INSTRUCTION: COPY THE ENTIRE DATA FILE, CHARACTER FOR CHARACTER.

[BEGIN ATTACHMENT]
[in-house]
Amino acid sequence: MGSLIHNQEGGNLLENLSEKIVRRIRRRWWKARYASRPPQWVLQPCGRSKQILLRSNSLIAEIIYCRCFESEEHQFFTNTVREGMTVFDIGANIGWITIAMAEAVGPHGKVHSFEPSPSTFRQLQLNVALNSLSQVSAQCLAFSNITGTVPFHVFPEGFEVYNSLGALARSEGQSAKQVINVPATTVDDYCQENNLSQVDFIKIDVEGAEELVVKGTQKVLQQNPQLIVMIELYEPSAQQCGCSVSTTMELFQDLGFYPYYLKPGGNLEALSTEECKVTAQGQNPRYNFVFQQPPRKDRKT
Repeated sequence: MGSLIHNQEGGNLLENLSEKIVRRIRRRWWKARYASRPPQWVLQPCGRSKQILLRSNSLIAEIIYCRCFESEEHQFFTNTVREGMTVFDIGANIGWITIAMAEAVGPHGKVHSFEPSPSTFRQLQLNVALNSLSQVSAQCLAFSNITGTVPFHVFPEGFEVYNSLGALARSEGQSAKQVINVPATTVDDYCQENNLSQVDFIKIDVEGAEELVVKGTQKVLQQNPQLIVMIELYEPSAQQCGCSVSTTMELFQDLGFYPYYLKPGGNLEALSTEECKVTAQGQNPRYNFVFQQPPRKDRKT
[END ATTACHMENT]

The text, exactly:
[in-house]
Amino acid sequence: MGSLIHNQEGGNLLENLSEKIVRRIRRRWWKARYASRPPQWVLQPCGRSKQILLRSNSLIAEIIYCRCFESEEHQFFTNTVREGMTVFDIGANIGWITIAMAEAVGPHGKVHSFEPSPSTFRQLQLNVALNSLSQVSAQCLAFSNITGTVPFHVFPEGFEVYNSLGALARSEGQSAKQVINVPATTVDDYCQENNLSQVDFIKIDVEGAEELVVKGTQKVLQQNPQLIVMIELYEPSAQQCGCSVSTTMELFQDLGFYPYYLKPGGNLEALSTEECKVTAQGQNPRYNFVFQQPPRKDRKT
Repeated sequence: MGSLIHNQEGGNLLENLSEKIVRRIRRRWWKARYASRPPQWVLQPCGRSKQILLRSNSLIAEIIYCRCFESEEHQFFTNTVREGMTVFDIGANIGWITIAMAEAVGPHGKVHSFEPSPSTFRQLQLNVALNSLSQVSAQCLAFSNITGTVPFHVFPEGFEVYNSLGALARSEGQSAKQVINVPATTVDDYCQENNLSQVDFIKIDVEGAEELVVKGTQKVLQQNPQLIVMIELYEPSAQQCGCSVSTTMELFQDLGFYPYYLKPGGNLEALSTEECKVTAQGQNPRYNFVFQQPPRKDRKT